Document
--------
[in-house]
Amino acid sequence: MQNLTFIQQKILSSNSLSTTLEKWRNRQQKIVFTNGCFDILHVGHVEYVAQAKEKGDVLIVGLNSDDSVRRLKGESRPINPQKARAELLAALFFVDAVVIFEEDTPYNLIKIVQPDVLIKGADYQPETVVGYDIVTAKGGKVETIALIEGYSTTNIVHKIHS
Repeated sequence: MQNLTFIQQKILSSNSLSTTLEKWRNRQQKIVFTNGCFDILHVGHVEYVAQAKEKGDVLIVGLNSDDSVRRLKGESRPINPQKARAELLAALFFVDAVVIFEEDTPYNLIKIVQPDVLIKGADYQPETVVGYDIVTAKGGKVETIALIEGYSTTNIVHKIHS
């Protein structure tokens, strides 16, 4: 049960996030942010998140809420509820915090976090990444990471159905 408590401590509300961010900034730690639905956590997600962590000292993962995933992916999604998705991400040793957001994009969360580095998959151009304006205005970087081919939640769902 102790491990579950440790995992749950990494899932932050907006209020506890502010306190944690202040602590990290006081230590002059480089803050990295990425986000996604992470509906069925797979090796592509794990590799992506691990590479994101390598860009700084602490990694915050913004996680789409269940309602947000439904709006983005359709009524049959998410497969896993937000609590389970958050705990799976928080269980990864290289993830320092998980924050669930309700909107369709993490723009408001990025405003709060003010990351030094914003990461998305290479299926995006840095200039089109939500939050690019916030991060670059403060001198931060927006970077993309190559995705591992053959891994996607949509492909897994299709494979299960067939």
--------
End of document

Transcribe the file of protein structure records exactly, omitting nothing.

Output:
[in-house]
Amino acid sequence: MQNLTFIQQKILSSNSLSTTLEKWRNRQQKIVFTNGCFDILHVGHVEYVAQAKEKGDVLIVGLNSDDSVRRLKGESRPINPQKARAELLAALFFVDAVVIFEEDTPYNLIKIVQPDVLIKGADYQPETVVGYDIVTAKGGKVETIALIEGYSTTNIVHKIHS
Repeated sequence: MQNLTFIQQKILSSNSLSTTLEKWRNRQQKIVFTNGCFDILHVGHVEYVAQAKEKGDVLIVGLNSDDSVRRLKGESRPINPQKARAELLAALFFVDAVVIFEEDTPYNLIKIVQPDVLIKGADYQPETVVGYDIVTAKGGKVETIALIEGYSTTNIVHKIHS
């Protein structure tokens, strides 16, 4: 049960996030942010998140809420509820915090976090990444990471159905 408590401590509300961010900034730690639905956590997600962590000292993962995933992916999604998705991400040793957001994009969360580095998959151009304006205005970087081919939640769902 102790491990579950440790995992749950990494899932932050907006209020506890502010306190944690202040602590990290006081230590002059480089803050990295990425986000996604992470509906069925797979090796592509794990590799992506691990590479994101390598860009700084602490990694915050913004996680789409269940309602947000439904709006983005359709009524049959998410497969896993937000609590389970958050705990799976928080269980990864290289993830320092998980924050669930309700909107369709993490723009408001990025405003709060003010990351030094914003990461998305290479299926995006840095200039089109939500939050690019916030991060670059403060001198931060927006970077993309190559995705591992053959891994996607949509492909897994299709494979299960067939």